Seaweed, ume (plum), blanched spiced spinach, miso soup, veggie tempura, kinpira (sauteed carrots and gobo root), and bamboo

Battered and fried tofu topped with green onions

Peas and rice, kitsune (fried tofu), seaweed, and soba (buckwheat) noodles

Goma (sesame) tofu, fried mochi, tempura with green tea dipping powder, rice balls, inari zushi (fried tofu stuffed with rice)

Rice, miso soup, miso glazed sauteed egglant, sauteed mushrooms, pineapple. miso tofu, blanched spiced spinach

Edamame (boiled soybeans) and yakisoba (stir fried soba noodles with veggies)

Sometimes, I am truly surprised at the vegan products I find in Japan. It was a complete accident that I found most of the products like the vegan soymilk ice cream and okara donuts. I think there might be a wider vegan selection here because tofu and soymilk are much more popular, therefore it is not as strange to make soy treats.

Overall, I do not find it at all difficult to be vegan in Japan.  I would not say it is easier or more difficult than being a vegan in the United States. There are more vegan specialty foods for sale in America, but there are more vegan restaurant options in Japan, so I think it is about the same.

So, Garrett and I went on a trip to Nara. It is a beautiful city with many traditional looking buildings and many sights to see.

Entrance to Todaiji Temple

Statue in Todaiji Entrance

Todaiji Temple

Daibutsu (big buddha)

View of Nara

In Nara, there is Nara Park, which is famous for it’s amazingly docile (and cute!) deer. These deer are just as tame as everyone says. You can buy crackers to feed them, but I would not recommend it because when you do they get crazy. If you have food, it is likely you will be surrounded, and they will probably bite at your clothes. Even if you do not have a treat, you can still walk right up to them and pet them. Sometimes they even follow you around!

Deer and some Japanese schoolgirls

Super friendly deer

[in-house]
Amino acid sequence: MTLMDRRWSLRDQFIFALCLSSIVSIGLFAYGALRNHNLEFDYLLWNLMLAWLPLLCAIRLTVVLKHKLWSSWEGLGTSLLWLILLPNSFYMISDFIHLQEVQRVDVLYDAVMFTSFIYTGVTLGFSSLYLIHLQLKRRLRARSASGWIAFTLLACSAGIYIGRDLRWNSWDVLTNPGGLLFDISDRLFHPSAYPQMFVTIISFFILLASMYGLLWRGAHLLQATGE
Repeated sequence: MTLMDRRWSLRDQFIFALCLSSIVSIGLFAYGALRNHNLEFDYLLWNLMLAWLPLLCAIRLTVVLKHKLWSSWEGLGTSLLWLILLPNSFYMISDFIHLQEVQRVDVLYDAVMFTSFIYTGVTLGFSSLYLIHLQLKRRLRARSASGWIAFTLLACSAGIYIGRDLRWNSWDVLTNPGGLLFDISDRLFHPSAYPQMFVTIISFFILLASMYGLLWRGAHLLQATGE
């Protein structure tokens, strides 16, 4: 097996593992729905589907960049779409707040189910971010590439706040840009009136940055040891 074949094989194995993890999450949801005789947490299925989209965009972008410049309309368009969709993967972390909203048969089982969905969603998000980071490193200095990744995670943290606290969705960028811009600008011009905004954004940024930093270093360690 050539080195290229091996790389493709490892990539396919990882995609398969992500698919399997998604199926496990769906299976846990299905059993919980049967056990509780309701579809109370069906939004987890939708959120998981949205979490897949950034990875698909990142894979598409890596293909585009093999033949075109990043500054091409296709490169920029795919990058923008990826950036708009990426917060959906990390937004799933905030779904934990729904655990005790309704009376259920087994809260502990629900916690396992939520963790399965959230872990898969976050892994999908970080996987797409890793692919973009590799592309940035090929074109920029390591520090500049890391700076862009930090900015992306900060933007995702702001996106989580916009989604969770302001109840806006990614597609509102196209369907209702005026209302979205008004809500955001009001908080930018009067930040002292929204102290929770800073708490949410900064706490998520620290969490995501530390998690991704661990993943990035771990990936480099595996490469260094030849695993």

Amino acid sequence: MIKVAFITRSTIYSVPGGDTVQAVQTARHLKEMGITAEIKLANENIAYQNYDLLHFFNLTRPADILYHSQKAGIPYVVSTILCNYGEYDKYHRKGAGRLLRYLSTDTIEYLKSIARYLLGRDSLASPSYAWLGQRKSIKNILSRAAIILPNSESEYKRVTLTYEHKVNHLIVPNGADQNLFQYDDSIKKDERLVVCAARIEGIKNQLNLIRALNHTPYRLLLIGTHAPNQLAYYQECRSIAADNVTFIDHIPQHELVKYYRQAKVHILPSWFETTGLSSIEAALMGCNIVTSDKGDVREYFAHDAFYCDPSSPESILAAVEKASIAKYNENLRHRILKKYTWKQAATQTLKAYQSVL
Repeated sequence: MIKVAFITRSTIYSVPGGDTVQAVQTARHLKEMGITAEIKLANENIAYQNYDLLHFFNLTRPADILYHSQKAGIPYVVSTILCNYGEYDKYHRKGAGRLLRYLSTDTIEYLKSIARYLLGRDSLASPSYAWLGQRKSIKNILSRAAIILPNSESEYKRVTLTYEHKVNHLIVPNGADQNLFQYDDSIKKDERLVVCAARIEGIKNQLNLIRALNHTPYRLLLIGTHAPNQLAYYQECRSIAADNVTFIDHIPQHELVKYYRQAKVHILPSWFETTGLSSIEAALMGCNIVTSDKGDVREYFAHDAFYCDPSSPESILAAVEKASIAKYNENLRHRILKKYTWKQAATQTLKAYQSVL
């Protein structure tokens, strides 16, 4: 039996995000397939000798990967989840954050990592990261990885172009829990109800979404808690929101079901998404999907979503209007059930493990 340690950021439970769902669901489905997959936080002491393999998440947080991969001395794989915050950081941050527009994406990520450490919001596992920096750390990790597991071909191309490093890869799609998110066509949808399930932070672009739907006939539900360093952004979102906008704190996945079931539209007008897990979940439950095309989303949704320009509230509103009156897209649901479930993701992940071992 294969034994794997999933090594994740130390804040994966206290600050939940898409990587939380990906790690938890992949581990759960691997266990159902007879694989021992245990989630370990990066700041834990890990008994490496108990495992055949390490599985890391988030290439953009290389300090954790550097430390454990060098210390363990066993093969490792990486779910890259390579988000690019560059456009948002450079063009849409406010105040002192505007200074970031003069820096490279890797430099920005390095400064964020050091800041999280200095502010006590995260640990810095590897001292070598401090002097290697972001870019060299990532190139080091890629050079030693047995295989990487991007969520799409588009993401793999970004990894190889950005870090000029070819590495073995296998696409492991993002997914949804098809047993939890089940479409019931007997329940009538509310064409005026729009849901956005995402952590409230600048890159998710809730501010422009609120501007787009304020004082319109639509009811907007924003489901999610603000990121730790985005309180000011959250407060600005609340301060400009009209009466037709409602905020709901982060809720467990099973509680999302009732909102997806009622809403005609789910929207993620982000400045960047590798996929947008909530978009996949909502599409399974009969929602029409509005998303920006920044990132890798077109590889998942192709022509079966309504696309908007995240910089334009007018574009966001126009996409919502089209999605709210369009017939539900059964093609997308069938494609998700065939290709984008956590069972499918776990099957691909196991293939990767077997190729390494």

They get aggressive when fed

A deer warning sign

Sento-kun, Nara's creepy mascot


By the way, this is just a side story, but while Garrett and I were in Nara, some strange thing happened to us (actually mostly to Garrett). Anyway, we were just walking around minding our own business when this cute little Japanese elementary school boy and his friends stopped and said to Garrett, “Excuse me.” So Garrett said, “Yes?” and the boy asked “Where do you come from?” Garrett said “America.” and boy asked in return, “Do you like Japan?” Garrett answered, “Yes.  はい。”  (はい means yes in Japanese). And the kids looked a bit surprised that he answered in Japanese, so Garrett said “少し日本語がわかります。(I understand a little bit of Japanese)”. Then, the kids all smiled and said “ありがとうございます。ありがとうござくぃます。(Thank you, thank you.)” and walked off. Then, a little bit later, another group of elementary schoolers stopped Garrett again and asked pretty much the same questions and asked if they could take a picture with us. I think it is because Garrett has pretty light hair compared to most Japanese people. But the whole incident was very funny. I wish I had a picture to show you, but I did not think to take one until after!
So anyway, that was our trip to Nara!

Japan is a leading manufacturer (and consumer) of solar energy. 45% of all solar photovoltaic cells are produced in Japan and a great amount of what is produced is used by Japanese consumers. In fact, Japan has the 3rd largest solar capacity in the world (behind Germany and Spain).

Since I have been here in Japan, I have noticed the widespread use of solar panels. As I look around at buildings and even residential houses, I notice solar panels everywhere! Although the cost of solar panels in Japan is expensive, just like in the United States, they are somehow much more popular. It seems it is not at all uncommon for families to have solar panels on their homes!

Solar panels on a Japanese house